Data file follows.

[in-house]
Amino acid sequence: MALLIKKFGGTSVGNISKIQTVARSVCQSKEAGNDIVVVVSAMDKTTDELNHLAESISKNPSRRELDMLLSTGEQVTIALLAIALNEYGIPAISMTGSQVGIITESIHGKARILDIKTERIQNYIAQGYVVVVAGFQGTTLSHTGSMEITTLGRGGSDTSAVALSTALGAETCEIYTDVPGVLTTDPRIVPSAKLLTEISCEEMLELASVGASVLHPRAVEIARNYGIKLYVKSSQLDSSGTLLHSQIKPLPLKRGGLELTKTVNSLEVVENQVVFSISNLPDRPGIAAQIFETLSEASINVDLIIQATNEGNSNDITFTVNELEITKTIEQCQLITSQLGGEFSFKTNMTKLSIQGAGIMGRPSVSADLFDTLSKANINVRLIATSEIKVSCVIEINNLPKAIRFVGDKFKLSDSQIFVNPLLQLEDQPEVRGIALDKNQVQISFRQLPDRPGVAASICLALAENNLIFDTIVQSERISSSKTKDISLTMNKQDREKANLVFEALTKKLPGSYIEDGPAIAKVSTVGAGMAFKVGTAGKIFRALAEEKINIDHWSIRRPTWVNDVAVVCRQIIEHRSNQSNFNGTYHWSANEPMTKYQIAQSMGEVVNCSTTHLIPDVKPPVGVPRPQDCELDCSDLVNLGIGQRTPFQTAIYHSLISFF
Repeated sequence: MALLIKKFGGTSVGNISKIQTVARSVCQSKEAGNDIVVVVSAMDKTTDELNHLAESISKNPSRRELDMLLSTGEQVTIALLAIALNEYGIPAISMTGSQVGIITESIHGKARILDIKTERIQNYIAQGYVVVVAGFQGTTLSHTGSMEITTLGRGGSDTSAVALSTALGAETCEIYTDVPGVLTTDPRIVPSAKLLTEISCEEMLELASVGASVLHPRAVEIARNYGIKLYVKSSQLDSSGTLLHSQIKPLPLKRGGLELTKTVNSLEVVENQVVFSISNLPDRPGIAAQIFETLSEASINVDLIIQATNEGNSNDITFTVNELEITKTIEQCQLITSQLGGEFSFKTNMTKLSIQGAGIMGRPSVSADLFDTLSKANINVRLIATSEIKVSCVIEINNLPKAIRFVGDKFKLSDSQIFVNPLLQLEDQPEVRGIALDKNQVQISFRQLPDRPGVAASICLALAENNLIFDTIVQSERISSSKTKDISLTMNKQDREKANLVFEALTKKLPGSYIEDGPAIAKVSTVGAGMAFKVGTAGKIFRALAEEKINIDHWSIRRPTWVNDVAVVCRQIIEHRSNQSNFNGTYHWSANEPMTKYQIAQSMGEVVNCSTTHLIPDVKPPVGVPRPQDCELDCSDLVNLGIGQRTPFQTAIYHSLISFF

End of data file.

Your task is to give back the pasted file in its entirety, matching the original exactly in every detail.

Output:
[in-house]
Amino acid sequence: MALLIKKFGGTSVGNISKIQTVARSVCQSKEAGNDIVVVVSAMDKTTDELNHLAESISKNPSRRELDMLLSTGEQVTIALLAIALNEYGIPAISMTGSQVGIITESIHGKARILDIKTERIQNYIAQGYVVVVAGFQGTTLSHTGSMEITTLGRGGSDTSAVALSTALGAETCEIYTDVPGVLTTDPRIVPSAKLLTEISCEEMLELASVGASVLHPRAVEIARNYGIKLYVKSSQLDSSGTLLHSQIKPLPLKRGGLELTKTVNSLEVVENQVVFSISNLPDRPGIAAQIFETLSEASINVDLIIQATNEGNSNDITFTVNELEITKTIEQCQLITSQLGGEFSFKTNMTKLSIQGAGIMGRPSVSADLFDTLSKANINVRLIATSEIKVSCVIEINNLPKAIRFVGDKFKLSDSQIFVNPLLQLEDQPEVRGIALDKNQVQISFRQLPDRPGVAASICLALAENNLIFDTIVQSERISSSKTKDISLTMNKQDREKANLVFEALTKKLPGSYIEDGPAIAKVSTVGAGMAFKVGTAGKIFRALAEEKINIDHWSIRRPTWVNDVAVVCRQIIEHRSNQSNFNGTYHWSANEPMTKYQIAQSMGEVVNCSTTHLIPDVKPPVGVPRPQDCELDCSDLVNLGIGQRTPFQTAIYHSLISFF
Repeated sequence: MALLIKKFGGTSVGNISKIQTVARSVCQSKEAGNDIVVVVSAMDKTTDELNHLAESISKNPSRRELDMLLSTGEQVTIALLAIALNEYGIPAISMTGSQVGIITESIHGKARILDIKTERIQNYIAQGYVVVVAGFQGTTLSHTGSMEITTLGRGGSDTSAVALSTALGAETCEIYTDVPGVLTTDPRIVPSAKLLTEISCEEMLELASVGASVLHPRAVEIARNYGIKLYVKSSQLDSSGTLLHSQIKPLPLKRGGLELTKTVNSLEVVENQVVFSISNLPDRPGIAAQIFETLSEASINVDLIIQATNEGNSNDITFTVNELEITKTIEQCQLITSQLGGEFSFKTNMTKLSIQGAGIMGRPSVSADLFDTLSKANINVRLIATSEIKVSCVIEINNLPKAIRFVGDKFKLSDSQIFVNPLLQLEDQPEVRGIALDKNQVQISFRQLPDRPGVAASICLALAENNLIFDTIVQSERISSSKTKDISLTMNKQDREKANLVFEALTKKLPGSYIEDGPAIAKVSTVGAGMAFKVGTAGKIFRALAEEKINIDHWSIRRPTWVNDVAVVCRQIIEHRSNQSNFNGTYHWSANEPMTKYQIAQSMGEVVNCSTTHLIPDVKPPVGVPRPQDCELDCSDLVNLGIGQRTPFQTAIYHSLISFF